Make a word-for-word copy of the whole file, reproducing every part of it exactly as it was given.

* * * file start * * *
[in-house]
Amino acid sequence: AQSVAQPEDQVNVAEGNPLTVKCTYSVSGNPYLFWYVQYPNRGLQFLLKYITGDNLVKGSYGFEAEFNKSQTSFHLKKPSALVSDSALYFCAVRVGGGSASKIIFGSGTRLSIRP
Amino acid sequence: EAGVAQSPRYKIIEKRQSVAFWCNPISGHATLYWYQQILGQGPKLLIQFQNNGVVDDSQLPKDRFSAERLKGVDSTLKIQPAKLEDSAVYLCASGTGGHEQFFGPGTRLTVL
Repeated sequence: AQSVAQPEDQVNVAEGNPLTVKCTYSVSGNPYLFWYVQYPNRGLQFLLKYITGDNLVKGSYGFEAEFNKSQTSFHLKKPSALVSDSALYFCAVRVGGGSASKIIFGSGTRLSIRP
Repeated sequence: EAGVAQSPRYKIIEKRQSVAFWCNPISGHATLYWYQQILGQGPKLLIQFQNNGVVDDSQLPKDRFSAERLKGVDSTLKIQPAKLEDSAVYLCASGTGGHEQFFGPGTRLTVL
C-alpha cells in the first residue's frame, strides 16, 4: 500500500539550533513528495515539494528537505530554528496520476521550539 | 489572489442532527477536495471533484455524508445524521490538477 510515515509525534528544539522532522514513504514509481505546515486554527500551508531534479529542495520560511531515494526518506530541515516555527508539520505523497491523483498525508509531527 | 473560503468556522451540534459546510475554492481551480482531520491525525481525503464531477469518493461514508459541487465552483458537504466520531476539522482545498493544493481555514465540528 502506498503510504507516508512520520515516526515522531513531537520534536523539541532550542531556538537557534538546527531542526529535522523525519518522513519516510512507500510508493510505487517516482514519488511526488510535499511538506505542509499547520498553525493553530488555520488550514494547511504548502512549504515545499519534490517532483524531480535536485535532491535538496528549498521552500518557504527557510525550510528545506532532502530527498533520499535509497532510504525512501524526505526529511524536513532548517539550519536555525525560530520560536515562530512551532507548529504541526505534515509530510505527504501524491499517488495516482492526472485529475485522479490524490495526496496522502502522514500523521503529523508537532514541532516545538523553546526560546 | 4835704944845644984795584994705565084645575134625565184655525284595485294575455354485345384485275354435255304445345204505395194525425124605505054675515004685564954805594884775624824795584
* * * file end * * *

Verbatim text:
[in-house]
Amino acid sequence: AQSVAQPEDQVNVAEGNPLTVKCTYSVSGNPYLFWYVQYPNRGLQFLLKYITGDNLVKGSYGFEAEFNKSQTSFHLKKPSALVSDSALYFCAVRVGGGSASKIIFGSGTRLSIRP
Amino acid sequence: EAGVAQSPRYKIIEKRQSVAFWCNPISGHATLYWYQQILGQGPKLLIQFQNNGVVDDSQLPKDRFSAERLKGVDSTLKIQPAKLEDSAVYLCASGTGGHEQFFGPGTRLTVL
Repeated sequence: AQSVAQPEDQVNVAEGNPLTVKCTYSVSGNPYLFWYVQYPNRGLQFLLKYITGDNLVKGSYGFEAEFNKSQTSFHLKKPSALVSDSALYFCAVRVGGGSASKIIFGSGTRLSIRP
Repeated sequence: EAGVAQSPRYKIIEKRQSVAFWCNPISGHATLYWYQQILGQGPKLLIQFQNNGVVDDSQLPKDRFSAERLKGVDSTLKIQPAKLEDSAVYLCASGTGGHEQFFGPGTRLTVL
C-alpha cells in the first residue's frame, strides 16, 4: 500500500539550533513528495515539494528537505530554528496520476521550539 | 489572489442532527477536495471533484455524508445524521490538477 510515515509525534528544539522532522514513504514509481505546515486554527500551508531534479529542495520560511531515494526518506530541515516555527508539520505523497491523483498525508509531527 | 473560503468556522451540534459546510475554492481551480482531520491525525481525503464531477469518493461514508459541487465552483458537504466520531476539522482545498493544493481555514465540528 502506498503510504507516508512520520515516526515522531513531537520534536523539541532550542531556538537557534538546527531542526529535522523525519518522513519516510512507500510508493510505487517516482514519488511526488510535499511538506505542509499547520498553525493553530488555520488550514494547511504548502512549504515545499519534490517532483524531480535536485535532491535538496528549498521552500518557504527557510525550510528545506532532502530527498533520499535509497532510504525512501524526505526529511524536513532548517539550519536555525525560530520560536515562530512551532507548529504541526505534515509530510505527504501524491499517488495516482492526472485529475485522479490524490495526496496522502502522514500523521503529523508537532514541532516545538523553546526560546 | 4835704944845644984795584994705565084645575134625565184655525284595485294575455354485345384485275354435255304445345204505395194525425124605505054675515004685564954805594884775624824795584